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Intel celebrates 50 years of the 4004, the grand daddy of the modern CPU

Intel's 4004 microprocessor
(Image credit: Intel)

On November 15th 1971, Intel released its 4004 processor. Its release marked one of the key foundations of the modern computer age. Some of the core concepts from this processor live on today in virtually every piece of technology. Without it, we might still be playing board games, or relying on pigeons for communication. Well, not really.

The 4004 was the first commercially available microprocessor and it was absolutely a pioneering piece of tech. It combined different functions onto a single silicon chip with a high operating frequency and transistor density that was well ahead of anything available at the time. It also used cutting edge manufacturing technology.

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Prior to 1971, Intel primarily focused on semiconductor memory, lacking the expertise to produce a general-purpose processor. Then, in 1969, Nippon Calculating Machine Corporation approached Intel to design a processor for its Busicom 141-PF printing calculator. Intel suggested a four chip design, one of which could be programmed for various tasks. Electronics would never be the same. To meet these design goals, it hired Italian chip designer Fredrico Faggin. Faggin’s expertise no doubt helped Intel to achieve the dominant position it enjoys today. Interestingly, each 4004 die contains a tiny F.F. in the corner.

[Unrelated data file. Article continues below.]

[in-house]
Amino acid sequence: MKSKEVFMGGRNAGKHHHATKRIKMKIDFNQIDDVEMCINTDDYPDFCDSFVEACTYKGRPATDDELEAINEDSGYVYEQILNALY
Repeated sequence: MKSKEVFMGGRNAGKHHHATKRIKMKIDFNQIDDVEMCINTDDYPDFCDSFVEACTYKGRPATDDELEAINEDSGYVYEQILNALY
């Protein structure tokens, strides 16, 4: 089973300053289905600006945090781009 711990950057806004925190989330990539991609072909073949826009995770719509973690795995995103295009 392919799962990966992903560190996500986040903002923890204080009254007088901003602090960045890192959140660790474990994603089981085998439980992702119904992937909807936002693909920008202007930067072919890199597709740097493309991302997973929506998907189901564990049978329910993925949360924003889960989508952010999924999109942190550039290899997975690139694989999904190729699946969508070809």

Some of the 4004's key specifications include a 740 KHz clock speed, 10 micrometer (10000nm) lithography and a total of 2300 transistors. Compare that to a modern CPU at around 4.5 GHz, 7 nanometer lithography and billions of transistors and it’s clear we’ve come a long way.

A prototype of the original Busicom calculator is on display at the Computer History Museum in Mountain View California. This not so young geek would like to visit there someday.

The technology and expertise Intel learned from designing these early chips eventually led to the release the 8086 processor in 1978, which was the processor used in IBM’s original PC. With that, the modern PC was born. The roots of our gaming machines can be traced back to these early days. Where will we be 50 years from now? Maybe Star Citizen will have a release date by then.

You won't be able to grab a 4004 on our Black Friday CPU deals page, but one of its great great great grandchildren will be worth a look.

Chris Szewczyk

Chris' gaming experiences go back to the mid-nineties when he conned his parents into buying an 'educational PC' that was conveniently overpowered to play Doom and Tie Fighter. He developed a love of extreme overclocking that destroyed his savings despite the cheaper hardware on offer via his job at a PC store. To afford more LN2 he began moonlighting as a reviewer for VR-Zone before jumping the fence to work for MSI Australia. Since then, he's gone back to journalism, enthusiastically reviewing the latest and greatest components for PC & Tech Authority, PC Powerplay and currently Australian Personal Computer magazine and PC Gamer. Chris still puts far too many hours into Borderlands 3, always striving to become a more efficient killer.